With all that in mind, our designers move to concept. “Ideating and mood boarding is the next step,” she continues. “With all of [our] learnings, [we] spend a few hours of deep work pulling together some high-level concepts and design directions that will best convey our clients’ message to the audience they’re trying to reach. Through this process, [we] often create mood boards that bring in outside design inspiration to show styles, colors, fonts, and imagery — this is where the branding and design elements really start to take some form.”
Getting Down To It
Our designers work with clients to select or at least loosely define concepts before moving forward. With inspiration and concept in place, they’re ready to put pen to paper — or whatever their tool is.
“Once we hear from our clients the styles they like and which mood boards they (and their audiences) gravitate toward, we can really begin to hone in on the visual elements that are the most meaningful for their brand. This phase is really about taking all of the details we liked and pairing it with the clients’ unique product, story, and audience. It’s like making an invisible idea visible,” ” Lauren tells us. “Sometimes it starts as a simple doodle on a piece of paper.”
Along a similar vein, Andie tells us, “I start to refine my sketches into vector assets and explore variations and ways to customize.”
As Lauren points out, “This process has a few rounds of review and iteration so that our clients are involved in the journey and can see their logo and brand take form.”
The designers dabble in a variety of projects, each one calling for a different process and skill set. Andie identifies a few different tasks she tackles. “One product can be much more than just the label, it can be social assets, sell sheets, POS items (like displays, window clings, posters, shelf talkers, etc.), a campaign, or a merch line.”
Ashley elaborates on her processes: “If it’s a logo, I often start with font choices. I always design logos in black and white first — it’s critical that a logo look sharp in only one color, as it will sometimes need to appear that way,” she asserts. “If it’s a label, I like to start with layout and imagery. Different styles or themes demand different levels of detail. I usually like to start simply then build in complexity as I go.”
Lunch & The Afternoon Agenda
After a few morning work hours, designers refuel in different ways. Andie prefers to snack rather than take a big meal that might slow her down. Both Ashley and Lauren suggest they occasionally snack too if that’s better for their schedule. Otherwise, Ashley might whip up a sandwich or reheat leftovers while Lauren sometimes gets out of the house for a local meal or a lunch with a client..
Whatever lunch amounted to, the three designers jump right back into work during the PM hours.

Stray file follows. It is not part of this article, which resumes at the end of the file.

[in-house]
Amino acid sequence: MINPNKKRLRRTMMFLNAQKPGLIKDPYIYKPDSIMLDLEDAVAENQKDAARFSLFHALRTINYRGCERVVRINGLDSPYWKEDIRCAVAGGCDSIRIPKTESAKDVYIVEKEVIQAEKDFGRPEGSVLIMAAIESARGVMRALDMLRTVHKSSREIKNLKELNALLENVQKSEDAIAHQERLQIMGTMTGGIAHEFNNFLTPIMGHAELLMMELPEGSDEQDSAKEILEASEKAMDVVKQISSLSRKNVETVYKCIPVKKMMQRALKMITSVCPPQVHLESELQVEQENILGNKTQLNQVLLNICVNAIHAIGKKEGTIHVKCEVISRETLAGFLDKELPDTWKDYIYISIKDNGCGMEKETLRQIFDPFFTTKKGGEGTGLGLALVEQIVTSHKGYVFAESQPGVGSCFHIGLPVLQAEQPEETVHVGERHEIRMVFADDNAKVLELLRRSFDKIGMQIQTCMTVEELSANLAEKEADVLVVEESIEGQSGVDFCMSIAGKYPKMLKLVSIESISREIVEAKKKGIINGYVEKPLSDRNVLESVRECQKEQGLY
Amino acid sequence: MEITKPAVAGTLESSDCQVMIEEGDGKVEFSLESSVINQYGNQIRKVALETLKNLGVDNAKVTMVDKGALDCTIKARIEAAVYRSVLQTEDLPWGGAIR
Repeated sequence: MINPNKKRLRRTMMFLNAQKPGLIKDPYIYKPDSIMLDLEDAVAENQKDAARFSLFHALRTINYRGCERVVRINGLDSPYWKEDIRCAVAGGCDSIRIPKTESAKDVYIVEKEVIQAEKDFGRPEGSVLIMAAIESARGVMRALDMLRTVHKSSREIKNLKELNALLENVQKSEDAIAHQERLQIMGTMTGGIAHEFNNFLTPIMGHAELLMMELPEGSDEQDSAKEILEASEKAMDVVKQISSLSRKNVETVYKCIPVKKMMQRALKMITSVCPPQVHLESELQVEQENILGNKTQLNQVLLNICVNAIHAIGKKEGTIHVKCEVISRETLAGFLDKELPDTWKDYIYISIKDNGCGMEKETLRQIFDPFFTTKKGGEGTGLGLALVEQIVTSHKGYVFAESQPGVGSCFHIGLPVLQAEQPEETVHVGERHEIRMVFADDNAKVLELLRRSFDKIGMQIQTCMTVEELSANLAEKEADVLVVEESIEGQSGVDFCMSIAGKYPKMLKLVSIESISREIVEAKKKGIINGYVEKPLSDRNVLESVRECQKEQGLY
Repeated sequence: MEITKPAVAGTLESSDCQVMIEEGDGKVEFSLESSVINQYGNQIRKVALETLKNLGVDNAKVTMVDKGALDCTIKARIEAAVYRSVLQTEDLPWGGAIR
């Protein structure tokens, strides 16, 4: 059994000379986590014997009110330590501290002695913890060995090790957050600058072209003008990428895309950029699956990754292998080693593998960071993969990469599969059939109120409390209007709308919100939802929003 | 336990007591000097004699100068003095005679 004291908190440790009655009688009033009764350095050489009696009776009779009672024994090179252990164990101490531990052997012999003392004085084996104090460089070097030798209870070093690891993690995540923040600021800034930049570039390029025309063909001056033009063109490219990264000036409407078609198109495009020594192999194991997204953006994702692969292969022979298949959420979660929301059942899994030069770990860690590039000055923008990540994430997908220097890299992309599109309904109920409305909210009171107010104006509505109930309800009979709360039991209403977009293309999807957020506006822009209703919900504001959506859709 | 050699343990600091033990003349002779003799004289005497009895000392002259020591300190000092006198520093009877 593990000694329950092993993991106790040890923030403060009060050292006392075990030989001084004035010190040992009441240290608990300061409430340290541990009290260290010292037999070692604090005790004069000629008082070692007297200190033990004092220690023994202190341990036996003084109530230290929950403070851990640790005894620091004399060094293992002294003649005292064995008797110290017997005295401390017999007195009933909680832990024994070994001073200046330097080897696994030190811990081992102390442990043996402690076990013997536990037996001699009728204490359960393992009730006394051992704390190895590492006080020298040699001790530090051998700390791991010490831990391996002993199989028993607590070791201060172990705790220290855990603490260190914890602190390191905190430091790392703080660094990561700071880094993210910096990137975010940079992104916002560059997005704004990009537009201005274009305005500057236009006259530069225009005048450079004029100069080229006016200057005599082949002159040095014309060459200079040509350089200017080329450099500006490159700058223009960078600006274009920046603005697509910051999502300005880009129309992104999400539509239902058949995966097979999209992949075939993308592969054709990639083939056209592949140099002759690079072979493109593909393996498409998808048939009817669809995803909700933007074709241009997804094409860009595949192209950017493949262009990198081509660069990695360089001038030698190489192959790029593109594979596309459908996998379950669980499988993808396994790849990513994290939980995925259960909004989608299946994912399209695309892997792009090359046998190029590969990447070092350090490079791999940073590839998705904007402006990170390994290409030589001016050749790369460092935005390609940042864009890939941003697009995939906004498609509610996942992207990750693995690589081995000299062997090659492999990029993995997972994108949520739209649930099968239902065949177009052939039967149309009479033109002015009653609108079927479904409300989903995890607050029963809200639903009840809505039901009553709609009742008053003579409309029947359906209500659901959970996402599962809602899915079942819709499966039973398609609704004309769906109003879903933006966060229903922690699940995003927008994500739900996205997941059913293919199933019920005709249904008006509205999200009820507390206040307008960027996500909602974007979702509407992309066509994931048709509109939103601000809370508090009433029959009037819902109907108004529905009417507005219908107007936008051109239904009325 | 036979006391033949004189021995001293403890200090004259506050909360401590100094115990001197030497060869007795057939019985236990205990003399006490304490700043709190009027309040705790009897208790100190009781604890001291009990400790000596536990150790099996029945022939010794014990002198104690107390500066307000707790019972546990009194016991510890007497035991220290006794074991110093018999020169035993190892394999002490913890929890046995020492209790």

“I usually try to do the more tedious projects in the morning, ones that require more focus and creativity — like concept work for brand development projects,” Andie notes. “And then leave the more simple and quicker tasks for the afternoon — like finalizing assets, quick copy update, etc.”
With a slightly different style, Lauren explains, “I often save deep work for the afternoon or evening when I have more than one hour meeting-free and uninterrupted. This is mostly things like logo development, branding development, or concepting a new label. I prefer to get quick to-dos and deadlines out of the way in the morning, and I often have more focus after a mid-day workout and lunch.”
However, pre- or post-lunch has no bearing on Ashley’s work. “Time of day matters very little to me — it’s more about my energy level and what I’m focused on at the time,” she reveals.
Ending the Day
As the sun sets on our beverage branding company, each of the High-Proof Creative designers looks forward to ending their day.
“It sounds silly but my favorite thing after a day of work is the feeling of accomplishment,” Ashley divulges. “I also look forward to finishing up so I can focus on home tasks that I’d like to accomplish. I’m a very task-oriented person so I’ve spent years trying to maximize my daily to-do list. Now I’m trying to learn how to stop working and relax haha.”
Andie craves those home tasks too, in a way. “I look forward to cooking dinner … the kitchen is my happy place,” she discloses. “I’ll put on some music, make a drink and prep dinner for my partner and myself. It’s a great way to unwind and get away from the screen for a bit.”
On the other hand, Lauren looks for a different outlet. “I love ending my day with a dog walk and a cocktail,” she confides. “And computer-free time to re-energize and get re-inspired.”
It takes all kinds of routines and daily rituals to build a continuous stream of creativity our clients rely on our team to supply. Our designers’ different foundations and patterns empower us to deliver excellence on every front, from distillery branding and packaging to website overhauls and social media assets.
What does your daily creative process look like?